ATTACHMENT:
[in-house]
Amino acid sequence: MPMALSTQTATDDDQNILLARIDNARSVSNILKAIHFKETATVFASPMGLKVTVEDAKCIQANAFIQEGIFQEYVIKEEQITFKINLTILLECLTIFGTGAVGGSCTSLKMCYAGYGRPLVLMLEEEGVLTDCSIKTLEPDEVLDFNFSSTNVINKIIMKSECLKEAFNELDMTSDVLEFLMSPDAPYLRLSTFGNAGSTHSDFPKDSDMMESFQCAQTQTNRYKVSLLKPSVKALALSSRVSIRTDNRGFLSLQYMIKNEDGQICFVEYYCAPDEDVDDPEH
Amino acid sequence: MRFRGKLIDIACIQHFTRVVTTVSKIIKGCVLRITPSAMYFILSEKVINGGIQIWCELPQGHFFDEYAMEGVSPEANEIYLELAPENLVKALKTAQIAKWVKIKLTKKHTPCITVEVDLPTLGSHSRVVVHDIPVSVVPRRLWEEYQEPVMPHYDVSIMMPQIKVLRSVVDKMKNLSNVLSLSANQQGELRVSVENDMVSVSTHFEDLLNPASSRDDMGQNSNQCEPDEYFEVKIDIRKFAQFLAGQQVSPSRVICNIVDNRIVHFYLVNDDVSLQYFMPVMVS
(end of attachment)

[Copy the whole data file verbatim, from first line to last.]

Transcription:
[in-house]
Amino acid sequence: MPMALSTQTATDDDQNILLARIDNARSVSNILKAIHFKETATVFASPMGLKVTVEDAKCIQANAFIQEGIFQEYVIKEEQITFKINLTILLECLTIFGTGAVGGSCTSLKMCYAGYGRPLVLMLEEEGVLTDCSIKTLEPDEVLDFNFSSTNVINKIIMKSECLKEAFNELDMTSDVLEFLMSPDAPYLRLSTFGNAGSTHSDFPKDSDMMESFQCAQTQTNRYKVSLLKPSVKALALSSRVSIRTDNRGFLSLQYMIKNEDGQICFVEYYCAPDEDVDDPEH
Amino acid sequence: MRFRGKLIDIACIQHFTRVVTTVSKIIKGCVLRITPSAMYFILSEKVINGGIQIWCELPQGHFFDEYAMEGVSPEANEIYLELAPENLVKALKTAQIAKWVKIKLTKKHTPCITVEVDLPTLGSHSRVVVHDIPVSVVPRRLWEEYQEPVMPHYDVSIMMPQIKVLRSVVDKMKNLSNVLSLSANQQGELRVSVENDMVSVSTHFEDLLNPASSRDDMGQNSNQCEPDEYFEVKIDIRKFAQFLAGQQVSPSRVICNIVDNRIVHFYLVNDDVSLQYFMPVMVS